Negotiating a Term Sheet — Part 2: Preference / Preferred Stock

Name Jamie Goldstein Partner at Pillar

Just got a term sheet from a VC firm?
Congratulations — that’s no small feat.

In this series, we are looking at the “standard” VC term sheet to understand each of the terms and conditions, why the VC might care and why you should as well.

In this Part 2, we look at Preference / Preferred Stock.

A Preference or Preferred Stock is where an investor buys a security that gives them the right to choose whether to get their money back or convert into common stock.

Example: NewCo sells $5M of Preferred Stock at $10M pre-money, $15M post-money to GlobalVC. Global owns 33% of the company, Founders own the other 67%.

But do they really own 33%? It depends on the outcome.

In any exit, Global has a choice, take $5M or 33% of the proceeds. If the company is sold for less than $15M (the post-money valuation), GlobalVC would rather get back their $5M. If the company is sold for more than $15M, GlobalVC would choose 33% of the total.

But what if the company is sold for only $4M, what happens? GlobalVC gets all of it (100%). What if the company is sold for $10M? GlobalVC gets their $5M or 50% of it.

To summarize:


If the outcome is less than the capital raised. Global gets all of it.


If the outcome is more than capital raised, but less than the post-money — Global chooses to take their $5M back, Founders get the remainder.


If the outcome is more than post-money, GlobalVC gets 33%, Founders and employees get 67%.

If Founders raise $20M, $50M or $100M+ they need to exit for more than this amount to see any proceeds.

Furthermore, Founders may think they sold X% of the company (33% in our above example) but that’s only the case if the exit exceeds the post-money of the round. This becomes a bigger factor as post-money valuations in later rounds get large.

Room to Negotiate?

This one is particularly hard.

Preference is somewhat of a safety blanket for investors, especially later-stage investors. If an investor is considering whether to lead a round of $50M at a valuation of $500M, they have to be convinced the company can be worth more than $500M for them to make money, but only need to be convinced that it is worth more than $50M to avoid losing money. Eliminating the preference structure drives these two distinct outcomes ($500M or $50M) to a single price — much like buying a share of IBM in the public markets.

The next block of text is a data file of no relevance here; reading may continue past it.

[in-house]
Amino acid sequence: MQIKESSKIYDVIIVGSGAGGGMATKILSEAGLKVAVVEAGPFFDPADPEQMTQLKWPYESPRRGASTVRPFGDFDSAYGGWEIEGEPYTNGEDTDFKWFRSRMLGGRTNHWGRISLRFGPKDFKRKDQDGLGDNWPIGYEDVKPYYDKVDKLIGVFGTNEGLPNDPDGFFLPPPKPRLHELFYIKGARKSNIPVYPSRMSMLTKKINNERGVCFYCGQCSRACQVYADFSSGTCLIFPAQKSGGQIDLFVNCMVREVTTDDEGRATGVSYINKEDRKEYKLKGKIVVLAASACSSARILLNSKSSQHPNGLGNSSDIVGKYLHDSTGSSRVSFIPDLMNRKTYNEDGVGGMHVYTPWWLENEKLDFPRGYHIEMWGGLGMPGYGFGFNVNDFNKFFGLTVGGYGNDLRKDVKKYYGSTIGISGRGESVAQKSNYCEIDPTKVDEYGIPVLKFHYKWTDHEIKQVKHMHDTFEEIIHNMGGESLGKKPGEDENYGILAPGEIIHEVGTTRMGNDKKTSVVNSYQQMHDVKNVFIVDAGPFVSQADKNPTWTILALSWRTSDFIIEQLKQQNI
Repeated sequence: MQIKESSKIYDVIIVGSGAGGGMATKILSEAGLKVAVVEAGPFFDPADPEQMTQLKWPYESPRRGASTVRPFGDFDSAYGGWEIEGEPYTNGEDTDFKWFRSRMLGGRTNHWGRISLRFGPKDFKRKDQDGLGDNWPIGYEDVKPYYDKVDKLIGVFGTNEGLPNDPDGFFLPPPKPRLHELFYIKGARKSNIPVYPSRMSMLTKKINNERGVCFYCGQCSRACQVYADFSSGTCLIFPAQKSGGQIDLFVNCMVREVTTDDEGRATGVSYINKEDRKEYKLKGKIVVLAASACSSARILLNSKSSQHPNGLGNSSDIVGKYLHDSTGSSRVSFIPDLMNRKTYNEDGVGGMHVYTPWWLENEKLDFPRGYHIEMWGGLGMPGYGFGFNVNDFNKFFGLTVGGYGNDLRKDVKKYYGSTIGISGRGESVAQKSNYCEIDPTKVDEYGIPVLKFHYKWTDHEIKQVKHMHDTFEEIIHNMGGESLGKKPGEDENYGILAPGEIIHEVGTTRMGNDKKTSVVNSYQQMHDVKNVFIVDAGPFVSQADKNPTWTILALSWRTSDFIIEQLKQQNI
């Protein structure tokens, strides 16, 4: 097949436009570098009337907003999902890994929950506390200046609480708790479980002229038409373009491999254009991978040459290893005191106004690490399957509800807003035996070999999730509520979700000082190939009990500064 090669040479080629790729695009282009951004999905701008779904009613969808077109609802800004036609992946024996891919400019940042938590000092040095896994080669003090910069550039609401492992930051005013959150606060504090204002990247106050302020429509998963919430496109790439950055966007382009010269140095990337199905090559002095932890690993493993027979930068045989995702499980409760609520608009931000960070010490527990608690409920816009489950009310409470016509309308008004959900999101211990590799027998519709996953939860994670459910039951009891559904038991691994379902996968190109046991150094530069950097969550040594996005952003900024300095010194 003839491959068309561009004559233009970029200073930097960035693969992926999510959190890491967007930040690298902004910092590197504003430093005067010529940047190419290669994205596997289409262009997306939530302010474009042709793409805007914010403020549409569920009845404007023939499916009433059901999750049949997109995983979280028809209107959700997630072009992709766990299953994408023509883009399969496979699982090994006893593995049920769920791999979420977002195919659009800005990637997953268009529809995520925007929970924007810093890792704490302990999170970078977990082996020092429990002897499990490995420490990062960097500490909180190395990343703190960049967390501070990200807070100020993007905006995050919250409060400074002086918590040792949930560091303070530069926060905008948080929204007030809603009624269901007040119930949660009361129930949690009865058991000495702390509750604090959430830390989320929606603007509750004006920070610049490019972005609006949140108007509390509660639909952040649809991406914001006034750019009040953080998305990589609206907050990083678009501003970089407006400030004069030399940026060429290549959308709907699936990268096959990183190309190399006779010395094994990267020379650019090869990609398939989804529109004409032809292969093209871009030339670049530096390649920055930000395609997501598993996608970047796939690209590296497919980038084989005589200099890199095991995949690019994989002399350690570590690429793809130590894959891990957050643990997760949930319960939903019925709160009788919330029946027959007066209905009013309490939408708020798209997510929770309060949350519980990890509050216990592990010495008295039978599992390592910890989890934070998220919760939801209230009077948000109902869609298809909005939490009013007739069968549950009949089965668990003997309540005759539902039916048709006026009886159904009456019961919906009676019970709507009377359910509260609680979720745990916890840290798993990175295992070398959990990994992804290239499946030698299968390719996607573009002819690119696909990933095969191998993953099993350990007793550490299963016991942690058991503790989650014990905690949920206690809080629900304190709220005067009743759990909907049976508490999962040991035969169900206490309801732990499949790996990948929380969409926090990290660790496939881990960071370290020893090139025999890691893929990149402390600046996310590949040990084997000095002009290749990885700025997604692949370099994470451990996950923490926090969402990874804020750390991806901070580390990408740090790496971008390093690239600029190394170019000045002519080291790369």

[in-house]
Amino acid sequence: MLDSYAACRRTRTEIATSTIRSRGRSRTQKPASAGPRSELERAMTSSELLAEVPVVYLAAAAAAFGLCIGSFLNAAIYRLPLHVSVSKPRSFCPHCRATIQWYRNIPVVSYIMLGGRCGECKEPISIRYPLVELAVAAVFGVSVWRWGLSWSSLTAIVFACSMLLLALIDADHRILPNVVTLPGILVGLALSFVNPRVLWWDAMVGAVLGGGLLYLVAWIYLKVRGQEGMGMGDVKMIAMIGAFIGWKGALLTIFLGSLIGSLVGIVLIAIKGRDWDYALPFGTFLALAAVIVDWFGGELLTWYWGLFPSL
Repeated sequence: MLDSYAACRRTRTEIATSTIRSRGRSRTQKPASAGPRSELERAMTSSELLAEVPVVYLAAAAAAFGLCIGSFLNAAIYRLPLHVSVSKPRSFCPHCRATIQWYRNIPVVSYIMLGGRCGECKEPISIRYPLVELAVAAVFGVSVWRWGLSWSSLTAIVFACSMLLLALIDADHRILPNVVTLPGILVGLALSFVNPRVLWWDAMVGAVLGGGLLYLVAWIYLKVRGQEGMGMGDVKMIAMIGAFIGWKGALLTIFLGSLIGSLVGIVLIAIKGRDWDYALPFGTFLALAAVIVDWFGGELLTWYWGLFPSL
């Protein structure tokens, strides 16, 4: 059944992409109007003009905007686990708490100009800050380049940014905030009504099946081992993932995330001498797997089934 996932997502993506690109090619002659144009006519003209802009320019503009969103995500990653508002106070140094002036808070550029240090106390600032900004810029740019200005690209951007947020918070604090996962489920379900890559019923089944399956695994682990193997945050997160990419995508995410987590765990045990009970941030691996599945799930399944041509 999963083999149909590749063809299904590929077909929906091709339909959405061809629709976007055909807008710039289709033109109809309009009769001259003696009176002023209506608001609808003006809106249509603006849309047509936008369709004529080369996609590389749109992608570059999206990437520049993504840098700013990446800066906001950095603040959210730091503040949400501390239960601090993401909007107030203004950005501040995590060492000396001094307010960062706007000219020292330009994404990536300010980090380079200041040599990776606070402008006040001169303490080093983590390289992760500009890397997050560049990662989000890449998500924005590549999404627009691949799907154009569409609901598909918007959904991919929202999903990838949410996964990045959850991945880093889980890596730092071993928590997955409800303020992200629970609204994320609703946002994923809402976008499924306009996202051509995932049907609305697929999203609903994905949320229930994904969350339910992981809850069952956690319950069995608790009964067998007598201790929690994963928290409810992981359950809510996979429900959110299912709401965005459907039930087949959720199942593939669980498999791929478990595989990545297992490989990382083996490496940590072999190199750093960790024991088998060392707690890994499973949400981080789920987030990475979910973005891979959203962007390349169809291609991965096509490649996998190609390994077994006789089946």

They may be willing to give up the Preference, but a typical mid to late-stage investor would very likely offer a lower pre-money as a result.

Should you consider it?

The downside of a lower pre-money is obviously, more dilution.

The downside of a higher pre-money but with a Preference is a lack of alignment.

I was on the board of a company that raised $50M at $500M valuation and then $100M at $1B. It looked like a certain multi-billion dollar winner. But then, like many companies, it hit some bumps, some big bumps.

The investor who put in the $50M, was no longer dreaming of 5x multiples — this looked like it could be a tough slog. They wanted to cut and run — to get their $50M back and go place a “bet” on the next potential unicorn. As a result, the representative of this firm was calling the CEO weekly and lobbying other Board Members — telling everyone to sell the company for anything greater than $200M (the total capital raised) so he could get his money back. He was completely misaligned with the Founders, not to mention many of the other investors — because of the Preference structure. 

It was a huge distraction and could have sunk the company.

[Luckily, the CEO ignored this input, worked hard and turned the company around]

So, yes, while quite rare — you should have the conversation with your investor and should consider taking a mid or late-stage financing with clean terms (ie no Preference) even if it means accepting a lower price. The benefits of alignment could be well worth it.